“Changing their calculus,” the president said of Iran, “is very difficult, even though this is painful for them and we are beginning to see rumblings in Iran that they are surprised by how successful we’ve been. That doesn’t mean that they aren’t working actively to get around it. But the costs of the sanctions are going to be higher than Iran would have anticipated six months ago, even three months ago.”
“It may be that their ideological commitment to nuclear weapons is such that they’re not making a simple cost-benefit analysis on this issue,” Obama said. If Iran’s “national pride” drives their policy, “then they will bear the costs of that.” The president said he would use “all options available to us to prevent a nuclear arms race in the region and to prevent a nuclear-armed Iran” — the euphemism for military strikes.
A few days ago, Iran’s president, Mahmoud Ahmadinejad, said on state television that he was ready to meet Obama “face to face” in a televised debate: “man-to-man — free and in the presence of media — to put
the issues of the world on the table.” Obama said he’d be willing to consider bilateral meetings so long as allies were on board and nuclear issues were front and center. On Tuesday, Iran’s foreign minister called for “transparent” discussions between the two nations.
Obama’s theory of the case for preventing Iran’s proliferation arises from two central premises. One, by engaging Iran, the United States would no longer be seen as the aggressor. “It wasn’t initiated because we were naive about it,” Obama said. “It was to send a message to the world community that if they were acting in a reasonable way, we were prepared to work with them.”
Secondly, the U.S. would isolate Iran by making the concept of nonproliferation “an international norm and value.” That gives the United States “the moral high ground when we argue that Iran, too, has to meet its international obligations.” China and Russia, which had developed significant economic and political ties to Iran, had to be convinced that it was in their long-term interests to dissolve those ties given evidence that Iran was proliferating. Obama wanted to give the two countries a better offer: “Leverage,” he said.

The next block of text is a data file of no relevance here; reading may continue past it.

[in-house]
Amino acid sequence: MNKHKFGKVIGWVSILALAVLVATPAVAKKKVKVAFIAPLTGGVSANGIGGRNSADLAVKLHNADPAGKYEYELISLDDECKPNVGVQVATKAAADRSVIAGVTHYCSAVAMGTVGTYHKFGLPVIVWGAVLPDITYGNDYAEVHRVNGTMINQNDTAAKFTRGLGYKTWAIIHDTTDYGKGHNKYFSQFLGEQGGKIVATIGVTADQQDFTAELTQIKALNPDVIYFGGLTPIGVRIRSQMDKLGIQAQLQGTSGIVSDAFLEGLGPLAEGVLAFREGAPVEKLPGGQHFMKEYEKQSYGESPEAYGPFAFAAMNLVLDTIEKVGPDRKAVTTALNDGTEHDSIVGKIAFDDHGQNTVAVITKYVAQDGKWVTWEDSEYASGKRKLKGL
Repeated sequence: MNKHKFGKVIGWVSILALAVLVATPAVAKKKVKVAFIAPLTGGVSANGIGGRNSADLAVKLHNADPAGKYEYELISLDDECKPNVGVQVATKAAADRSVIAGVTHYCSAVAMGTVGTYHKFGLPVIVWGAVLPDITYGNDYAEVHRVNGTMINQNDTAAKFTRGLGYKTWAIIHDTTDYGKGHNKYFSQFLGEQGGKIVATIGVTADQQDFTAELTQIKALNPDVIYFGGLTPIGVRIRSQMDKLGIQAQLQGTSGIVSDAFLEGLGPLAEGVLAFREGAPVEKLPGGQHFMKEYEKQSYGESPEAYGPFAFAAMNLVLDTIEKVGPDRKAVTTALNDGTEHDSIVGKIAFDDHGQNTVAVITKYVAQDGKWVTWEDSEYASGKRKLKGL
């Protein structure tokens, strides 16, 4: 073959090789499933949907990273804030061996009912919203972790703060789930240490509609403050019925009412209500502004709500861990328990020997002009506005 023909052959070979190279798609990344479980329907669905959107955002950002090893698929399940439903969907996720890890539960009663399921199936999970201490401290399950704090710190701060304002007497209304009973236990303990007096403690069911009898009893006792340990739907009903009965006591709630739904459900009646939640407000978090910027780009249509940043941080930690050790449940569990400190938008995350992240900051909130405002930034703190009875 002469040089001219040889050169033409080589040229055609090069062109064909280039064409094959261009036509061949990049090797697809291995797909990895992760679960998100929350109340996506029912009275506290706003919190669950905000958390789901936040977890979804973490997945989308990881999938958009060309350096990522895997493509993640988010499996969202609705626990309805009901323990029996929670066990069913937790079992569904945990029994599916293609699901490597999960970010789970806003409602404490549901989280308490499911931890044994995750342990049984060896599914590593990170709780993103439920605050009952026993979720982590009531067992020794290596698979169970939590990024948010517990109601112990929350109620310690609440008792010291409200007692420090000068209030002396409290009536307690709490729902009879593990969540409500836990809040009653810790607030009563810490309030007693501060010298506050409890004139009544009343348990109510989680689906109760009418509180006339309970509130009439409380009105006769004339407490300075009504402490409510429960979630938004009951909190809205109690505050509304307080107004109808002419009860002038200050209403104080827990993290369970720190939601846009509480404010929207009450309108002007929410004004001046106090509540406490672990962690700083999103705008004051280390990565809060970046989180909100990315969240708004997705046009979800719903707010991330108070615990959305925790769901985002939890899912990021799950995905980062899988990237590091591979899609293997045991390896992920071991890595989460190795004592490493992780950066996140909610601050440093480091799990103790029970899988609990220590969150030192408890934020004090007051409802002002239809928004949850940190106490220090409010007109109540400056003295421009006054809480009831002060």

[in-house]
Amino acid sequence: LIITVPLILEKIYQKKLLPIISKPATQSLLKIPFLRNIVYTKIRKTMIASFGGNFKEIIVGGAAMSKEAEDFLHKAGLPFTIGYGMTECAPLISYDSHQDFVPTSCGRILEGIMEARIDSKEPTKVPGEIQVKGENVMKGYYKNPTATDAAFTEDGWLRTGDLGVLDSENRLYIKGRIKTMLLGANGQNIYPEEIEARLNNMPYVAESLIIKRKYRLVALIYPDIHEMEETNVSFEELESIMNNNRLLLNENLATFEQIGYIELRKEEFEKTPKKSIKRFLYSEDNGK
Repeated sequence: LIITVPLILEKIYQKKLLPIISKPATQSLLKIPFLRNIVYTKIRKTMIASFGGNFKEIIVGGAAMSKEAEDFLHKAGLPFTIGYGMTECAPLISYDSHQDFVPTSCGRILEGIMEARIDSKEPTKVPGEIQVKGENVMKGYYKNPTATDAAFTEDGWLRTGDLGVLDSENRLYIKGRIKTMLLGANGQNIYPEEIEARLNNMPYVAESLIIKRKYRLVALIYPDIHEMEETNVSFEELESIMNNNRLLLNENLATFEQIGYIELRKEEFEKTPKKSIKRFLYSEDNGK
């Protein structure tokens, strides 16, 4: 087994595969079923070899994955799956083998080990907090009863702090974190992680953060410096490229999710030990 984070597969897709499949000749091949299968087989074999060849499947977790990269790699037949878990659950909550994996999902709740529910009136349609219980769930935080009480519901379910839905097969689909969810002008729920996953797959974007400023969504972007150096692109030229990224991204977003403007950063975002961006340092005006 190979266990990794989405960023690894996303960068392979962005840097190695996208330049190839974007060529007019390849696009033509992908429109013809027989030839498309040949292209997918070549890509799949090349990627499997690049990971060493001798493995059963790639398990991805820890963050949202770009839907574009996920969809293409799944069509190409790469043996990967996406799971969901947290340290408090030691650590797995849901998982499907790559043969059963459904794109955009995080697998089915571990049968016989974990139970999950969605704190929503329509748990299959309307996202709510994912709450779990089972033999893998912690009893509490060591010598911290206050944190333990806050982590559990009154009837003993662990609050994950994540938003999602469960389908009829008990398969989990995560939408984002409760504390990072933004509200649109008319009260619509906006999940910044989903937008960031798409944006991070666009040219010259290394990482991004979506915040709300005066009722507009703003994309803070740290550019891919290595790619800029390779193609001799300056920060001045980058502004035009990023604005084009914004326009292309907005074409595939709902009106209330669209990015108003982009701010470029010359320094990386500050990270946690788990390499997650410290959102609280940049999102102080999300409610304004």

For economic sanctions, leveraging Russia “was the only way that we could ever get China to go along with the same thing.” The resulting sanctions “are as tough as anything that’s even been in place,” Obama said, noting that the European Union and the U.S. had layered sanctions on top of what the United Nations decided earlier this year to impose. Iran has a way out, he said. There is a “clear path.”
Obama said this even as administration officials fanned out across the world in an effort to build support for U.S., EU, and UN sanctions, and a day after the U.S. government imposed its first penalties on companies that did business with Iran under the new sanctions regime.
A procession of senior administration officials decoded some of the president’s careful language.
The sanctions were designed to exploit Iran’s over-reliance on its paramilitary force, the IRGC, for ways to evade the sanctions, and to prevent its oil industry from obtaining the foreign investment necessary for development. A U.S. official said that Iran was recently forced to abandon an effort to develop an oil field because the IRGC didn’t have the expertise and the country could find no subcontractors who were willing to risk the penalties imposed by the sanctions.
“By continuing to expose their evasions and deceptions, we create the dynamic of a private sector reticence to do business with them,” another official said, as well as disquiet within Iran’s business community and its middle class.
Iran is not enriching enough uranium to produce a bomb; its centrifuges were outdated and its efforts to obtain newer ones are crimped because of the sanctions. An official said that the U.S. believes that Iran is at least a year away from having enough fissile material to explode a nuclear weapon: “Given the technical problems they’re running into, I think we have time to play out the diplomatic strategy that the president laid out, both engagement and pressure.”
The administration believes that Russia was persuaded to change its posture on sanctions in part because Iranian officials lied to Russian officials about the extent of their program. “The Russians were surprised by the Qum disclosure,” an official said, referring to the secret uranium enrichment plant that had been discovered by Western intelligence agencies. Iran “invested several years of efforts in building the Qum facility. Interestingly, after it was exposed, they’re not even moving quickly to finish it.”
Haley, a state assemblywoman, leads Sheheen, a state senator, by 49 percent to 35 percent with 4 percent preferring some other candidate and 12 percent undecided. In late June, she had led by 52 percent to 40 percent with 3 percent preferring another candidate and 5 percent undecided.
Haley is better known statewide at this point than Sheheen, thanks to the attention received by the GOP primary race. Only 9 percent say they don't know enough about her to be sure of their opinion compared to 17 percent for Sheheen.
Of those who do have an opinion, 66 percent see Haley favorably compared to 25 percent who do not. Forty-nine percent regard Sheheen favorably while 34 percent do not.
Haley is benefiting from a much stronger level of support from voters in her own party compared to Sheheen. She gets 82 percent Republican backing while Sheheen gets 68 percent of Democrats. Sixteen percent of Democrats are undecided compared to only 6 percent of Republicans.